How to make a theatrical script 2
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How to make a theatrical script

How to make a theatrical script 2

Do you have an original idea in your head that you want to turn into a play? Your biggest problem is that you don’t know where to start? The theatrical genre has consolidated for decades thanks to well-known playwrights who have moved theater to all spheres of society.

Many people believe that writing a play is something sought after and expensive … but nothing could be further from the truth!

The theater is more alive than ever and with enough knowledge about the subject, it is possible to elaborate effective and original theatrical scripts. From a HOWTO we want to help you by offering you a guide on how to make a theatrical script step by step.

We detail the steps to follow and some recommendations so that you start working writing your own work. Open the curtain and get your mind on this adventure!

What is a theatrical script?

A theatrical script is a text that details all the elements and actions that make up a play. It is aimed at those who participate in the work and contains all the dialogues and technical or artistic details necessary for the realization of it.

The theatrical script specifies all the details that must be taken into account for the staging, as well as the guidelines that the participants of the same must follow: actors, directors, technicians, etc.

This text contains all the elements that will give life to the work, such as the dialogues, the actions, the type of costume, the lighting or the set, so we could say that it is the script that is in charge of throwing the common thread of the story that you want to tell.

Whether you want to make a short theatrical script (perfect for beginners) or if you want to elaborate a work of longer duration, it is essential that the script is well detailed.

Parts of a theatrical script

Wondering what the structure of a theatrical script is? As we have seen, the script specifies all the details of the work that you want to present. In this case, it should be borne in mind that the structure of a theatrical script must have a principle, a knot and an outcome. However, we have already seen that there are many elements of a theatrical script that we must include.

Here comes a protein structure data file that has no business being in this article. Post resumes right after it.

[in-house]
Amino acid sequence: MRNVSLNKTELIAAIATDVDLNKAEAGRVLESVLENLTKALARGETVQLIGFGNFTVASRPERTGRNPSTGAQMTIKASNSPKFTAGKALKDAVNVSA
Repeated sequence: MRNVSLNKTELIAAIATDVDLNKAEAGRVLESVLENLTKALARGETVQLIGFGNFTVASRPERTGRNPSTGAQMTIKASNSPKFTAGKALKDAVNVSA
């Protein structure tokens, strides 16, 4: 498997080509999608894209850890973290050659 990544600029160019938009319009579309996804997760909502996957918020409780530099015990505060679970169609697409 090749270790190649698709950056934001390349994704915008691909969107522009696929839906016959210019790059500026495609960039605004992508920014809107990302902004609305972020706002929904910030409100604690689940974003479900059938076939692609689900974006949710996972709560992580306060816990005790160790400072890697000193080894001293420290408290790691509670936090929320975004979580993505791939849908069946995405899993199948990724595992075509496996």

Therefore, we will not only talk about the structure but about all the parts of a theatrical script, which are the following:

  • Title of the work:
    the title of any work is fundamental for the public to identify it.
  • Characters:
    in turn, these are divided into main and secondary. You must define very well the personality and characteristics of each character and, if possible, how he is dressed and even what internal conflicts he has (if it is relevant to the story).
  • Dimensions:
    this is one of the most important elements in a theatrical script, since it will give guidelines on the changes of sets and the movement, arrangement and gestures of the actors on stage. Here you can write down all the details that the playwright considers necessary for the correct realization and interpretation of the work.
  • Acts:
    the acts refer to each of the parts of the work and are shown listed. The passage from one act to another implies a change in the scenery.
  • Scene:
    it is within the same act and refers to the characters that appear on stage, so a change of scene would mean a change of characters or of disposition of the characters.
  • Picture:
    is an element integrated within a scene that represents situations or brief dialogues that can be independent of the common thread of the story. In the boxes you can or may not change the decoration.
  • Dialogues:
    these are the texts interpreted by the actors.
  • Monologues:
    this happens when on stage you find a single character who interprets a text for himself, for other characters who are not on stage or for the public.

Characteristics of a theatrical script

We have already talked about the main elements of a theatrical script, however, depending on the type of work you are working on, it must meet some specific characteristics or others.

Here are the main characteristics of a theatrical script that you should know:

  • Coherent structure:
    a good theatrical script must be provided with a certain structure that allows the coherent realization of the work. A linear structure in a play is composed of the introduction, the knot and the outcome, so that the guiding thread of the play has to keep coherence from the beginning to the end.While it is true that this structure is the standard when writing theatrical scripts – and the most recommended for beginners – there are playwrights who go beyond these limits and settle on more experimental structures.